This next sentence may seem odd coming from me, but keep reading.
It’s not transphobic to say that trans women athletes have a physical advantage over cis women.
The medical truth of that statement has been debated, and I believe that, on the whole, it’s not true. There are certainly cases of trans women who do have a physical advantage, but in the aggregate, it’s just not true. But that’s not my point.
My point is that the statement itself, IN A CULTURAL VACUUM, is a valid debate point. It is like “All lives matter” in that regard: IN A CULTURAL VACUUM, it is not an excessively controversial claim.
But the reality is: Most of the people making the claim that trans women have an advantage don’t particularly care about the sanctity of women’s sports in the first place. What moves the claim from “mostly false, but believe what you want” to an actively anti-trans statement is the cultural context.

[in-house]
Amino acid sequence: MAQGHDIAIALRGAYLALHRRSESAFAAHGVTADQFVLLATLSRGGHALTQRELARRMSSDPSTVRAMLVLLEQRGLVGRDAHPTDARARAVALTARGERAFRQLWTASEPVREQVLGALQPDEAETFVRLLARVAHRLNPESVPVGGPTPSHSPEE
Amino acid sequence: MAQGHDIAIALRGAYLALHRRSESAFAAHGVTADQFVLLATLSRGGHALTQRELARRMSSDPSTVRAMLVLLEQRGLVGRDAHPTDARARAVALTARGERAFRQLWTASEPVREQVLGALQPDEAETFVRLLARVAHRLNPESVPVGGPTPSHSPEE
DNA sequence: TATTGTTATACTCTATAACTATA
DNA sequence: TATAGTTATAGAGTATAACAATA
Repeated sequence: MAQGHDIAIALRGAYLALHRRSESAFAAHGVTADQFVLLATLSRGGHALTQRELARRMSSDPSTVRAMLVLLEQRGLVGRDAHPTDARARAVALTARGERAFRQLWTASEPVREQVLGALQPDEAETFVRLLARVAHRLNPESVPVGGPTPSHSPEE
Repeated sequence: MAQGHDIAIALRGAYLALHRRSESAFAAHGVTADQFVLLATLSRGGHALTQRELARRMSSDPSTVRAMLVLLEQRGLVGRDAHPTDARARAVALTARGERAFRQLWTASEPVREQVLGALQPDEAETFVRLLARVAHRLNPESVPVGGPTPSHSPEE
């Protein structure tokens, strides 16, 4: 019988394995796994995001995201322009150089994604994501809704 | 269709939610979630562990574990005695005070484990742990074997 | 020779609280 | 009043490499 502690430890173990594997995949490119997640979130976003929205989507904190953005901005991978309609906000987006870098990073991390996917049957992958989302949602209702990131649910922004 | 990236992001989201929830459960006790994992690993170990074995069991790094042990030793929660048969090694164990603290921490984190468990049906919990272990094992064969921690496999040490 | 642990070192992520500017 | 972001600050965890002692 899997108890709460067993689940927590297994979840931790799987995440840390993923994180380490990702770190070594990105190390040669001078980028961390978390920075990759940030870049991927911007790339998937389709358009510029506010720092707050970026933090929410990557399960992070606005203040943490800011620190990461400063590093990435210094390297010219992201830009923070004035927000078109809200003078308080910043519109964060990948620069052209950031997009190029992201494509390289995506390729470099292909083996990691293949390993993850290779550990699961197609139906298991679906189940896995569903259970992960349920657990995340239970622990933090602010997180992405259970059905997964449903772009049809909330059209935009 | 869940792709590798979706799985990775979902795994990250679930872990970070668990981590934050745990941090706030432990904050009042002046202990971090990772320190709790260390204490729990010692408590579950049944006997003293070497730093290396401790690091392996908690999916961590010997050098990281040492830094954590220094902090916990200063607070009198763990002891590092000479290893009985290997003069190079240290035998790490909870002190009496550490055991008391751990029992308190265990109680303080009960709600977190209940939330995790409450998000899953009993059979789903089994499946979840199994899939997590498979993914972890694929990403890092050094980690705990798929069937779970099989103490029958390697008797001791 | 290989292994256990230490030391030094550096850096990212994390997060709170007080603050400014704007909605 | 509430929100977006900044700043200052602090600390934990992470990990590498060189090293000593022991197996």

Meaning: This was not a significant talking point until trans people in general started gaining real cultural power, and the folks who wanted us to stay down and stay hidden needed to find ways to shut us up.
First it was rules against where we pee, and we pointed out that predators don’t wait for permission.
Then it was rules against how we’re allowed to compete.
Let me reiterate: Most of these people don’t truly care about the “sanctity” of women’s sports. And it’s also important to note that women’s sports were first created as a category not to give cis women an equitable chance to compete, but to keep women out of men’s sports, where they might embarrass the men.
DeVos rolled back some of Obama’s Title IX protections. The people now worried about the safety of cis women in sports were fine when she made it harder for women to file assault allegations under Title IX.
This is why arguing whether trans women have an advantage in sports (most of them don’t) is playing by their rules.